How I got my Google Home To Send Texts

Michael Habib
Jan 24, 2018 · 9 min read

Whenever I’m on my laptop and don’t have access to my phone I have a habit of asking my Google Home Mini to send texts for me. Unfortunately the only reply I ever get is “I can’t send texts yet”. I finally decided to try and create a simple solution to get my Google Home to send texts. It is not a robust solution but it was fun and I learned a lot from it. In this post I’m going to be showing you how I went about getting my Google Home Mini to send texts and guiding you on how you can implement the solution I created to get your Google Home to send texts as well. Since there are many ways to do this I won’t go into too much implementation details so that you can implement it how you want, if you choose to. In order to follow along you should have Docker installed, a Google account, and have a Twilio account SID and auth token. You can learn how to install Docker here and you can sign up for Twilio here.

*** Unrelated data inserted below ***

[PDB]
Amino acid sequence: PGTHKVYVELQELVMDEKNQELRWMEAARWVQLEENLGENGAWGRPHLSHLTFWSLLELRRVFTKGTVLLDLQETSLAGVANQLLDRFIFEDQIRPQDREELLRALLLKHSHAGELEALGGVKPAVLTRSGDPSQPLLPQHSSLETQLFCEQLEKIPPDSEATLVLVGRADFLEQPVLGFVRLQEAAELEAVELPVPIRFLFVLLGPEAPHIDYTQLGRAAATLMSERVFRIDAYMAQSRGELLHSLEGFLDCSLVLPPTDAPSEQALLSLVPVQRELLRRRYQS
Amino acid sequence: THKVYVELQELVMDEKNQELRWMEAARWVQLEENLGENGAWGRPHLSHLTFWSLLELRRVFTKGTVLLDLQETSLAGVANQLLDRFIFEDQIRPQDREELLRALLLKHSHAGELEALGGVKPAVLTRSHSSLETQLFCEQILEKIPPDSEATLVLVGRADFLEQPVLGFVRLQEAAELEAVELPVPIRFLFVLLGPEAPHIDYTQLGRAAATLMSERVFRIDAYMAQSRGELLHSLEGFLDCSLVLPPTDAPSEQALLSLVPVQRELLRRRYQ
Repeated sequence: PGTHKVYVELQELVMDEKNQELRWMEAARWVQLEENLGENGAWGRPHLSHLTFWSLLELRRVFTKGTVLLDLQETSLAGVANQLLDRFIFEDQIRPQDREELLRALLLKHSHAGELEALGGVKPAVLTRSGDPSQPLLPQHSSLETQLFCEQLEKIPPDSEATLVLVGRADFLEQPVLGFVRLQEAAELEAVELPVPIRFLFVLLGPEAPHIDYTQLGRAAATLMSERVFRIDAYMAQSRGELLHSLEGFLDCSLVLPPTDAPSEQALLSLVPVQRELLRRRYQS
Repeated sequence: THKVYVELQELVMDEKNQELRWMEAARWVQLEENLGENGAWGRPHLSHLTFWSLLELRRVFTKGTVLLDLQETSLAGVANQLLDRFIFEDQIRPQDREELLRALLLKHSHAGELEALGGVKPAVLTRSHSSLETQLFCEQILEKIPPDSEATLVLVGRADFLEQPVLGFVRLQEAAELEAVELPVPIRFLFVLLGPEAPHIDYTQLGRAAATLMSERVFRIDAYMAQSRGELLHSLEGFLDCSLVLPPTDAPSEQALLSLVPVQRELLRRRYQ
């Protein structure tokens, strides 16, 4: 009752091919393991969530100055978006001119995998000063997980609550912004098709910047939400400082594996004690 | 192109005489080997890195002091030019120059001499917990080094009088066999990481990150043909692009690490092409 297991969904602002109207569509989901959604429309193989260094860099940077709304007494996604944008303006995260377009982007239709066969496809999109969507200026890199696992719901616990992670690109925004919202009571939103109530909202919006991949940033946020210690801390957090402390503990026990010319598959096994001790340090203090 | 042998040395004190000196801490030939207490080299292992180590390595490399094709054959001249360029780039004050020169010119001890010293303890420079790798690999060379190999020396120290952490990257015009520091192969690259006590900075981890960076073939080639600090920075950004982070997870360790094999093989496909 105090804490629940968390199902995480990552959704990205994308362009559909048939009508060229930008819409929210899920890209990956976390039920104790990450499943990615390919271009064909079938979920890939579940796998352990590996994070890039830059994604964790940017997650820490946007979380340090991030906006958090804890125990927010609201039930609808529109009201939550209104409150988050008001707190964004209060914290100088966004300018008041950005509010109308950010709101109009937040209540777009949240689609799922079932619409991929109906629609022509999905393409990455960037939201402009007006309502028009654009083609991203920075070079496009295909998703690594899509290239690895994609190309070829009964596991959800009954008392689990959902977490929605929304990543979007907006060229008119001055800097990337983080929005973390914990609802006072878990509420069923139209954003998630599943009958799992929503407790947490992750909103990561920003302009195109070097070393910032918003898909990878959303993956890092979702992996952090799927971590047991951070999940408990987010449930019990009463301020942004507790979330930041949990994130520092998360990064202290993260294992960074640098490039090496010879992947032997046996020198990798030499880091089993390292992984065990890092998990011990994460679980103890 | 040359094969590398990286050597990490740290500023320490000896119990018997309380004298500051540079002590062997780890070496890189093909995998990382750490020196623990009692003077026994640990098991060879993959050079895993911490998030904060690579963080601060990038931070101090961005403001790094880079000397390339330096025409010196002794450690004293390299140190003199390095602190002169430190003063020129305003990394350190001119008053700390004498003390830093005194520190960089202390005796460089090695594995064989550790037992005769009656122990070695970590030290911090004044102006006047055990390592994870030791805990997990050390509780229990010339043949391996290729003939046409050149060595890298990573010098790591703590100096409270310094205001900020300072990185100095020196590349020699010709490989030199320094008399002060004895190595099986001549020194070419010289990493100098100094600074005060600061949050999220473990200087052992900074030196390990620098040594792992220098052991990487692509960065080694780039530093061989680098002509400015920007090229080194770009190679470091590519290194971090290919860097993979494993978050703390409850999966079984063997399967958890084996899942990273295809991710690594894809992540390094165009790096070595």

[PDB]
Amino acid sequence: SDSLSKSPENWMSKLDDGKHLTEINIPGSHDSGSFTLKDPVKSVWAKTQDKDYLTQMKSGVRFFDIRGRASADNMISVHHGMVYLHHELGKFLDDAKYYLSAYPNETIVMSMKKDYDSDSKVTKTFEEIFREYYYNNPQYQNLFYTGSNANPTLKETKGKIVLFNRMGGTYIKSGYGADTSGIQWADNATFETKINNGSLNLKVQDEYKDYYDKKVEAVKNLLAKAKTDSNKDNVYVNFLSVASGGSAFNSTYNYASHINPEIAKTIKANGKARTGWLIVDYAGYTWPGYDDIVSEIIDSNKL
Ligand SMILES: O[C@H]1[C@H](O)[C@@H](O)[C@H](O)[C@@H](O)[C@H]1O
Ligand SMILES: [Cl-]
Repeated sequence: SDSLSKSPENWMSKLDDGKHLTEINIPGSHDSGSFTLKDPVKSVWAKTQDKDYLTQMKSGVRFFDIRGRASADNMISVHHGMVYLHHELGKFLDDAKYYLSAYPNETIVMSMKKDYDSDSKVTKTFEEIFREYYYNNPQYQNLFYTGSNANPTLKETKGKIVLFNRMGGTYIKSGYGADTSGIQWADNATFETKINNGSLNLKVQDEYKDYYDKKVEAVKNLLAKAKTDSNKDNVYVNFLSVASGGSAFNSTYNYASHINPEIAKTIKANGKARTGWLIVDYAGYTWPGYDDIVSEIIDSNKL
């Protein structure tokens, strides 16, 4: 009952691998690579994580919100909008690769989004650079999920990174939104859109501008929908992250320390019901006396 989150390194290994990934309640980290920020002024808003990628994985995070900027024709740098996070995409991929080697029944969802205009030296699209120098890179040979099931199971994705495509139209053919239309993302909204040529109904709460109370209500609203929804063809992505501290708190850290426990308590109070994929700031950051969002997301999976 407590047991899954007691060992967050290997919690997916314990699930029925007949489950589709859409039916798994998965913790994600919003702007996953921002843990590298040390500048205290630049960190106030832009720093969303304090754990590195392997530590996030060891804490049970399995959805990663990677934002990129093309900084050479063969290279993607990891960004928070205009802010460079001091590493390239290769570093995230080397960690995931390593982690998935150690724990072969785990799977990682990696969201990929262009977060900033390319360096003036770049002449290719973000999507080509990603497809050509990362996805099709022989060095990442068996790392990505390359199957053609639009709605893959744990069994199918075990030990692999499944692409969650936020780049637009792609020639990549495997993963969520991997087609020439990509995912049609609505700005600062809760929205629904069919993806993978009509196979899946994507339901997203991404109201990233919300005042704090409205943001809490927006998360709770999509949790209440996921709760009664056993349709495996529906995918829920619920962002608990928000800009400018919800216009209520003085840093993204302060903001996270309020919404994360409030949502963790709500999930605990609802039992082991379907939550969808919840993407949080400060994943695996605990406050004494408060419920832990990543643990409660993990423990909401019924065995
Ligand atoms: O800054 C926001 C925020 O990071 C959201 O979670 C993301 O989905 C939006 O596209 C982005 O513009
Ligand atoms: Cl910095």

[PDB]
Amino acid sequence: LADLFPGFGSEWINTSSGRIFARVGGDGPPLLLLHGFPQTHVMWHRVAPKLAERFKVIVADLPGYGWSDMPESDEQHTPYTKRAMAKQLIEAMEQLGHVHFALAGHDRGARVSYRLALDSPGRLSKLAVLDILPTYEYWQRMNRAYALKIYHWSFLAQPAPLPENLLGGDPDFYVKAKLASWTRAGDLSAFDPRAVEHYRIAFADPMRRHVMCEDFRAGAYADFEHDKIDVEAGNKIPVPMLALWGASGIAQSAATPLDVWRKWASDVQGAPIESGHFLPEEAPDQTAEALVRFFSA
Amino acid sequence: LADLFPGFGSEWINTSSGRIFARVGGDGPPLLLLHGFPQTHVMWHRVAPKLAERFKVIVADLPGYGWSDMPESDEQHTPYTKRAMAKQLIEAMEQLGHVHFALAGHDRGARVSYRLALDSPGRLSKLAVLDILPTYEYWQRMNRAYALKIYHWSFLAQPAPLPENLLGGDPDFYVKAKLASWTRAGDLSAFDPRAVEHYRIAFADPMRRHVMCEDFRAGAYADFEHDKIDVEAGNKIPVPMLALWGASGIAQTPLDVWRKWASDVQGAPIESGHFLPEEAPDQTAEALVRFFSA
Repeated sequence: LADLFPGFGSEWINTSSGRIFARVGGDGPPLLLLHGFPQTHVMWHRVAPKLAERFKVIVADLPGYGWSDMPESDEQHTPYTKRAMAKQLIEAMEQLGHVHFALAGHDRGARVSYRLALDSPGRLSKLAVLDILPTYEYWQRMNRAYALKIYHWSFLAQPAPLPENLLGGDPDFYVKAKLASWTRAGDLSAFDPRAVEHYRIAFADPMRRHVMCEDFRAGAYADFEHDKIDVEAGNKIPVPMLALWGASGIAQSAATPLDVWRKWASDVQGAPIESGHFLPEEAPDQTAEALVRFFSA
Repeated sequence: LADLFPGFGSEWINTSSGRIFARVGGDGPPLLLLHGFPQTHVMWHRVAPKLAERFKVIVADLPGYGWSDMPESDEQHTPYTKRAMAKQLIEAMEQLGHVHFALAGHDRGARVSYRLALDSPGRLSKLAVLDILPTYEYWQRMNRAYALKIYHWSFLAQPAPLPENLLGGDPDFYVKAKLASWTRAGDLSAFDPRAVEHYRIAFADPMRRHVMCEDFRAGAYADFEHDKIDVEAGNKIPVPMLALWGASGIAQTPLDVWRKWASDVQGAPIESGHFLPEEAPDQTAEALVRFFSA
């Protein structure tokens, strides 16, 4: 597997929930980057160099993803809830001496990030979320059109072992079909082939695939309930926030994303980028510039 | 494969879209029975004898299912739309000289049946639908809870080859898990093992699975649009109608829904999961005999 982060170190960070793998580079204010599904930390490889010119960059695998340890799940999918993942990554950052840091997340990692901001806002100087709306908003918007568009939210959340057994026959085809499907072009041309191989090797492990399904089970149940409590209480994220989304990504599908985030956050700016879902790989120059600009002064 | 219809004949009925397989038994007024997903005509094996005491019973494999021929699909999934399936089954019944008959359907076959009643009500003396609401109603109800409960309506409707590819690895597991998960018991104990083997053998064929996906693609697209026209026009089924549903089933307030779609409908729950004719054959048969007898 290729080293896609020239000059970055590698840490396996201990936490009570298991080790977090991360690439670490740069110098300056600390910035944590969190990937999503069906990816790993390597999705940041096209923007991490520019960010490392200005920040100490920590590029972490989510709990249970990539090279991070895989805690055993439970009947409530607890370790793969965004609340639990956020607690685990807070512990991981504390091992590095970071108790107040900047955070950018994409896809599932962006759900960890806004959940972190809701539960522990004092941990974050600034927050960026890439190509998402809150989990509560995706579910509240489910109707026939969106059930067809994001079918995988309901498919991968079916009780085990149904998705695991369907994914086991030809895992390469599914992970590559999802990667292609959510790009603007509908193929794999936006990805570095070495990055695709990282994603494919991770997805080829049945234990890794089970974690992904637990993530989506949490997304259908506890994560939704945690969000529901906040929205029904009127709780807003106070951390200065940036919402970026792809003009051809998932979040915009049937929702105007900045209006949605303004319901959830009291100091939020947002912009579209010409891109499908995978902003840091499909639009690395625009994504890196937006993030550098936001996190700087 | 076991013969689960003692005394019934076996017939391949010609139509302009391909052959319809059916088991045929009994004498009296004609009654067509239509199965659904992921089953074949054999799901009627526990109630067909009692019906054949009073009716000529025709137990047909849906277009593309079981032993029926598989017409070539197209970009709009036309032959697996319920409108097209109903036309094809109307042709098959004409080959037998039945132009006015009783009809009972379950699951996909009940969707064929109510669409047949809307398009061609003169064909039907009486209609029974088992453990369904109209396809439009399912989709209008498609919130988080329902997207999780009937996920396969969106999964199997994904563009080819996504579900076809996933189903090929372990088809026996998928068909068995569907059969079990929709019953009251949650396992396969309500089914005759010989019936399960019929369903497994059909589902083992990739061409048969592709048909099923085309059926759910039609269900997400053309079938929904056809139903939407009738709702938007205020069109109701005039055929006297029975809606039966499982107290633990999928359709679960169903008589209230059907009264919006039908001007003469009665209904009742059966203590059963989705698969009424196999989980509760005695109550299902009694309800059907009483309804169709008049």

Project Overview

The way I went about getting my Google Home Mini to send texts was a three part process. First I created a server which takes a POST request of the message to text, who the text should be sent to, and a from field for the Twilio given number. The server is in charge of sending the text by using the Twilio API. The second thing I did was create a Dockerfile that starts the server in a container and from there I deployed the container in a Google Compute Engine instance. The last step was to create the Google Action that acts as an interface to the server. The Google Action will ask who the text should be sent to and what the message is, then sends a POST request to the server with that data. All the commands that are run in this post will be through a command line / terminal.